Pocahontas prosecutor asks commission for help with legal bills
Marlinton, W.Va. – During Tuesday afternoon’s Pocahontas County Commission meeting, prosecuting attorney Donna Meadows Price asked the commission about payment of legal bills for her defense to charges filed by the West Virginia Lawyer Disciplinary Board.
In January 2012, the Board charged Price with violations of professional conduct, including instances of incompetence, unfairness and misconduct. The charges arose from complaints by Circuit Court judges Joseph Pomponio and James Rowe, Sheriff David Jonese, the Department of Health and Human Resources, the Child Youth Advocacy Center and other law enforcement officers.
Price tells the commission the charges against her are retaliation for her starting an investigation into Sheriff’s Department officer Brad Totten.
“Let’s put it all in perspective,” she said. “August 4th of 2011, I wrote a letter to the West Virginia State Police, asking for an investigation into improprieties over a particular law enforcement officer with the Pocahontas County Sheriff’s Department. Mid-September – I get served with this complaint. A little bit of whistle-blowing activity going on there, if you ask me.”
“But I find the dates ironic,” she added. “To ask them for an investigation. Getting served with a statement of charges. It’s obvious to see that it’s retaliation, but I’m doing nothing but fight it.”
Price’s August 2011 letter to the West Virginia State Police resulted in an investigation and 59 grand jury indictments against Totten – all alleged sex crimes.
Price tells commissioners she took over a prosecutor’s office in complete disarray.
“I can walk down the hall right now and bring you photographs of that office the day I walked in,” she said. “Bags and bags and bags of shredded documents. Piles and piles of shredded papers on the floor that I had to sweep up.”
The prosecutor says the computer system in her office was intentionally sabotaged.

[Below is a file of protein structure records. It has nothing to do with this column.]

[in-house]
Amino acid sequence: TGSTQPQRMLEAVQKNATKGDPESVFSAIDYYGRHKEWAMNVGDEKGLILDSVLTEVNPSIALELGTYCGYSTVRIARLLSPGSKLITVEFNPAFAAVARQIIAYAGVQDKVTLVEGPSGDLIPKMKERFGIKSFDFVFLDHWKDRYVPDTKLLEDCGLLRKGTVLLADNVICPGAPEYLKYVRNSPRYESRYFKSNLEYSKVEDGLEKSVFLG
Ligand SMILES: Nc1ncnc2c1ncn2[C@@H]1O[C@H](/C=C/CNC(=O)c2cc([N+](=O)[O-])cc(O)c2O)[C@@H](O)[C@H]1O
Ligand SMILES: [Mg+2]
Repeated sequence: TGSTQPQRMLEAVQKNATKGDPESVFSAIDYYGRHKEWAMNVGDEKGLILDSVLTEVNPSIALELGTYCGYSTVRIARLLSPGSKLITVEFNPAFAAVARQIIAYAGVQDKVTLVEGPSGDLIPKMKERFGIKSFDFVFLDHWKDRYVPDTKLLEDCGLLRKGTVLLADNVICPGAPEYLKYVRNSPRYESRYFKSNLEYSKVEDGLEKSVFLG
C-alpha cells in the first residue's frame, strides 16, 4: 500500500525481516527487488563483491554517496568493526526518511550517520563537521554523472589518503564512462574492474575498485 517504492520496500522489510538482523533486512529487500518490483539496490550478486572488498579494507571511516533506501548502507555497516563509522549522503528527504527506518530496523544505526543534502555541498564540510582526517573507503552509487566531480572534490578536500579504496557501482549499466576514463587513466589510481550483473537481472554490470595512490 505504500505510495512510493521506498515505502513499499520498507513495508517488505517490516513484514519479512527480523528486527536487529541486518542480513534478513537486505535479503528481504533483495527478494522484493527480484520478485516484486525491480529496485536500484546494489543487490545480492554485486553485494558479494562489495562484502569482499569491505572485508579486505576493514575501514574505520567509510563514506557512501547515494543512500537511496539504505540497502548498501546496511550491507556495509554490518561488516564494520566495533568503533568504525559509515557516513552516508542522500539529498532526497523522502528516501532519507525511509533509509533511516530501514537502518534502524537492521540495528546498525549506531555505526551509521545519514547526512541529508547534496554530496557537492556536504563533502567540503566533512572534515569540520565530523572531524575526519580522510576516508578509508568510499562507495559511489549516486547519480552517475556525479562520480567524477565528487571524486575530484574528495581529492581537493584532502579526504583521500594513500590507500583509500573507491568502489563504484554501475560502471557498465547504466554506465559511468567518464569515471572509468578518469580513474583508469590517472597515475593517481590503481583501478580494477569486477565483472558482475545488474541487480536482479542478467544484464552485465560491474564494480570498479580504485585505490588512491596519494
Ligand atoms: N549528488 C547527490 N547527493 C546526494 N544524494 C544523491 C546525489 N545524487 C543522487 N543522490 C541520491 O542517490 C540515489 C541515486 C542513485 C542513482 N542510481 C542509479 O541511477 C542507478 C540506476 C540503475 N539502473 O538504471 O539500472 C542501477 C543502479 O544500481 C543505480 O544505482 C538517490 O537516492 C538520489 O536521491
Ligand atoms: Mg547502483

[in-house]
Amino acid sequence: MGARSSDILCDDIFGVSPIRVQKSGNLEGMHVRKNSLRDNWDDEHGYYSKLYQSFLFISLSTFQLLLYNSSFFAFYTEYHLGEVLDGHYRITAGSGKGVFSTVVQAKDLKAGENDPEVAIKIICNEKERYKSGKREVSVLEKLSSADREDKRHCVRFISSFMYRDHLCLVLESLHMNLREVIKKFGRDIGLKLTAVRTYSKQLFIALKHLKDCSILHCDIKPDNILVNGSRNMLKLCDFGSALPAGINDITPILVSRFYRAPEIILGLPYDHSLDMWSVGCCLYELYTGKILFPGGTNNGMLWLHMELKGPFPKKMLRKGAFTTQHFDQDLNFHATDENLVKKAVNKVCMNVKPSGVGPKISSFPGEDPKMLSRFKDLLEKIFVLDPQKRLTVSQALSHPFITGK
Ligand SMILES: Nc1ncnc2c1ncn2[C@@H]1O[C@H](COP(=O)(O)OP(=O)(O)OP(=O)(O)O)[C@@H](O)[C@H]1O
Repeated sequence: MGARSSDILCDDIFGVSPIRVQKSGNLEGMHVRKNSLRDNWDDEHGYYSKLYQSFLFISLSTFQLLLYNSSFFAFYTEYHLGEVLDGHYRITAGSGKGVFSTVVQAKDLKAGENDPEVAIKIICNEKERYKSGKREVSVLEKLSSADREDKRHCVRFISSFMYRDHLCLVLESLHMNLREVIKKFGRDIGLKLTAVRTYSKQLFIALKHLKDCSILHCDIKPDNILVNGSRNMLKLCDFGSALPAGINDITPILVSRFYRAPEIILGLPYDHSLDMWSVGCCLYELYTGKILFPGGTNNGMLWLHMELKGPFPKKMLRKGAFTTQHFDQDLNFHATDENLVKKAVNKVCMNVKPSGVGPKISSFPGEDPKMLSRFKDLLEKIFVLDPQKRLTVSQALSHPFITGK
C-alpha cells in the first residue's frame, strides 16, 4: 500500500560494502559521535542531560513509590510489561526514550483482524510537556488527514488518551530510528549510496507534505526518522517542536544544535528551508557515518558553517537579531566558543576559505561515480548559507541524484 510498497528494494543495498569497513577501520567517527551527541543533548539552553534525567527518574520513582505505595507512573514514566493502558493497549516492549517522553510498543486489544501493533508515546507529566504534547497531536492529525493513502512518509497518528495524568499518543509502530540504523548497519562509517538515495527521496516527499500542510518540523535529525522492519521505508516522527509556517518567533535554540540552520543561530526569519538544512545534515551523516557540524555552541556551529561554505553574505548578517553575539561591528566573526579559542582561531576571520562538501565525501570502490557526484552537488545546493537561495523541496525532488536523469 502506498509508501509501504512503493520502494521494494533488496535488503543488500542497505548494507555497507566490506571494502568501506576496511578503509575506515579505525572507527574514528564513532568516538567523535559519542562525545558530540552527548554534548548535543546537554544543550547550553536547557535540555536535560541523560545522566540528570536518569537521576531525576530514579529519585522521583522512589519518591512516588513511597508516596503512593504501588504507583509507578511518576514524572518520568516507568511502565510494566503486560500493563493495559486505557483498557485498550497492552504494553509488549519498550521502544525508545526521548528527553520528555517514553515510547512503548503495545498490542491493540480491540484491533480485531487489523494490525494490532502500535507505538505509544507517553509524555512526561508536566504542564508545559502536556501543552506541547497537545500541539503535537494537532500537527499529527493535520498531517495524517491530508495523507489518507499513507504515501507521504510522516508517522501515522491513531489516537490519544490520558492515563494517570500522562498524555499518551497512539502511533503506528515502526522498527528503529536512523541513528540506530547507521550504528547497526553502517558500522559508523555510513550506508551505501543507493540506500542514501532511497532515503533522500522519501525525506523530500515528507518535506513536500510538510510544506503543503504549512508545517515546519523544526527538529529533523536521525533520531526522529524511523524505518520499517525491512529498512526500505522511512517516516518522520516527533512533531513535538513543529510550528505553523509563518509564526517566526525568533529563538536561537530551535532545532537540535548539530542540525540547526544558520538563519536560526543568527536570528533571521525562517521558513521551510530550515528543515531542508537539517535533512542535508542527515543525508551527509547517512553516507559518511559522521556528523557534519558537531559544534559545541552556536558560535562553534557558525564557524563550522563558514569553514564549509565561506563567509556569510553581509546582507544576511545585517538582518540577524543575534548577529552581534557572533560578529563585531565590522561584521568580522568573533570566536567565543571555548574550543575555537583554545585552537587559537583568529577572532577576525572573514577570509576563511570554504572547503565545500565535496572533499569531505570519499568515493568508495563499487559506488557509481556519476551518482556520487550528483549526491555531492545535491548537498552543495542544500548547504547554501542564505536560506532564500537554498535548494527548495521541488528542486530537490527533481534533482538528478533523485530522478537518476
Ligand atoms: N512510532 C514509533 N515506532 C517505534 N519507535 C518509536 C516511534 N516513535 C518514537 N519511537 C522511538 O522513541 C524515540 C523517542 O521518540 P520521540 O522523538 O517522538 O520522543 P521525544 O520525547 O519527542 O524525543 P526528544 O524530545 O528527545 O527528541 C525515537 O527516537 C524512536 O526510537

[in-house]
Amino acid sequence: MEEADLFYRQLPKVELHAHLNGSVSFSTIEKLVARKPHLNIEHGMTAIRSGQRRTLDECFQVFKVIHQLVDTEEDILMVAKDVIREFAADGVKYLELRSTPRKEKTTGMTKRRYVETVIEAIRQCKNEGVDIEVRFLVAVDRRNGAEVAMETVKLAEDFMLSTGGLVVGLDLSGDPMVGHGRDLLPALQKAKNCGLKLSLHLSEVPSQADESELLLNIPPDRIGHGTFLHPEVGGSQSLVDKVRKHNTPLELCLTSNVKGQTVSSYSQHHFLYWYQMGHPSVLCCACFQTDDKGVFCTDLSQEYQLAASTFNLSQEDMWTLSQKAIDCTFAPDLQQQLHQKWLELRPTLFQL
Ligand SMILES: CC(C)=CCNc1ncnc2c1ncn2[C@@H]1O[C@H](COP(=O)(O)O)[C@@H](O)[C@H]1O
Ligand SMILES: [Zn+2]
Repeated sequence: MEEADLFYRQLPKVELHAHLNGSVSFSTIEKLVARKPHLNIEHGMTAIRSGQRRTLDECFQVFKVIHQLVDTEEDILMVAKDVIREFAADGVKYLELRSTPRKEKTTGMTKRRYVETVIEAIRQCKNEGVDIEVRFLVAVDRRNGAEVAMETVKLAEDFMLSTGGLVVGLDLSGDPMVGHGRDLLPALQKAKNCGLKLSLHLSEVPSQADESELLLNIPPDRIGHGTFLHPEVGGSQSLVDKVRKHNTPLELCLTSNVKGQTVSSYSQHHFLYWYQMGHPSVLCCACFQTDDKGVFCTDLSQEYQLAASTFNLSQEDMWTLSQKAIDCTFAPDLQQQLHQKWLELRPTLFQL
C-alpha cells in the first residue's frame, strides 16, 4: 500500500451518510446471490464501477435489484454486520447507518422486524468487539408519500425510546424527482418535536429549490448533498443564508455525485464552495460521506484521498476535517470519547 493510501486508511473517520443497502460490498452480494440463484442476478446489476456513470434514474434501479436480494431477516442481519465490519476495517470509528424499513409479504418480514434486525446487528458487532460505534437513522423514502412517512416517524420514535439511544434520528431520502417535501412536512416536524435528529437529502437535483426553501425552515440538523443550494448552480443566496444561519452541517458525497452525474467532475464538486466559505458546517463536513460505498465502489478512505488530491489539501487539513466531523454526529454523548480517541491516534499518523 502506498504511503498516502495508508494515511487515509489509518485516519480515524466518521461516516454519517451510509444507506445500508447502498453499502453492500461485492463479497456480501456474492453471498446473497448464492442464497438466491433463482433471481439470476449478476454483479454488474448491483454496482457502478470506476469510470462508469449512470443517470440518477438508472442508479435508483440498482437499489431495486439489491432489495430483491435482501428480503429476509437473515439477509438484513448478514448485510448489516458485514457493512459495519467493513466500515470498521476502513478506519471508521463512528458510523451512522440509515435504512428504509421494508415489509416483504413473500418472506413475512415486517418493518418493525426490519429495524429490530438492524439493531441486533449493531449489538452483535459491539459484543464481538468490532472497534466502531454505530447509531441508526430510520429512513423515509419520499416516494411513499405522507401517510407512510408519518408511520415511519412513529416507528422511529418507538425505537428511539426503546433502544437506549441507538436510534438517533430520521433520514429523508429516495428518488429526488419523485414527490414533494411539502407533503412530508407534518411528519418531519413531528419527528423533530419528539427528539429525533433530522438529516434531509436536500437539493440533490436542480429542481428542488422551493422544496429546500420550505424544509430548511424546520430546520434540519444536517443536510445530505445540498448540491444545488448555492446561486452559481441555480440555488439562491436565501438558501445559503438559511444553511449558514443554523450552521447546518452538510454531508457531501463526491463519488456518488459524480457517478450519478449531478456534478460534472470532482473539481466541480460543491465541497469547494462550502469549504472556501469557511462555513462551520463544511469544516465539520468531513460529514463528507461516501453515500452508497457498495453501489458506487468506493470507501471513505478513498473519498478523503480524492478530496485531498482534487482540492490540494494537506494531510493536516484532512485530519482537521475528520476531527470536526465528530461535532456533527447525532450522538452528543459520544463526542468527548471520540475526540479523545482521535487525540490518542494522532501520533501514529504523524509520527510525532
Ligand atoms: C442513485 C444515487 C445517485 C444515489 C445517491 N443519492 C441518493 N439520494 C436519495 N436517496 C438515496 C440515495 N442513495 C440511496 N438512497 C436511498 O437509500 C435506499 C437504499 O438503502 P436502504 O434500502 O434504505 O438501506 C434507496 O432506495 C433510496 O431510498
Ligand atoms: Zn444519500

“It took me two IT specialists to figure out what happened,” she said. “The pathway to my network was disconnected or severed. You would understand that. It took me a little while to understand that. That’s not accidental keystrokes. That was done on purpose. I started in behind the eight-ball. I come into an office that was in total disarray. No case tracking organization.”
Price tells the commission county law enforcement has expanded while the prosecutor’s office has not.
“There’s more law enforcement on the ground in this county, right now, than has ever been in its history,” she said. “My office has stayed the same. So, therefore yes, I was at a disadvantage.”
Price has accrued a legal bill approaching $20,000 for her defense.
The prosecutor tells Commissioner David Fleming the bill could be higher.
“They did not bill what they could have,” she said. “They did not bill at rates that they could have. They have worked with me throughout this entire process.”
“So, you’re saying that amount is a good deal?” Fleming asked.
“Yes, that is an excessively good deal,” Price said. “They took it because it was of great interest to them and they had never seen anything the likes of which.”
Commissioner Jamie Walker says the commission should pay if Price is found not guilty of the disciplinary board’s charges.
“From the different counties I’ve talked to – I’ve talked to three different people about it and they interpreted it to me, that if it was deliberately and intentionally done, by any elected official, and they was found guilty, they was responsible for paying their own way, ” he said. “If they was found innocent and the charges was false, then the county would step up and pay the bill at that point. And I can kind of tend to agree with that.”
The Lawyer Disciplinary Board has scheduled hearings in the case against Price for October 15-17 in Charleston. Commissioners Fleming and Walker agreed to await the outcome of those hearings to take further action on payment of Price’s legal expenses. Commissioner Martin Saffer was not present.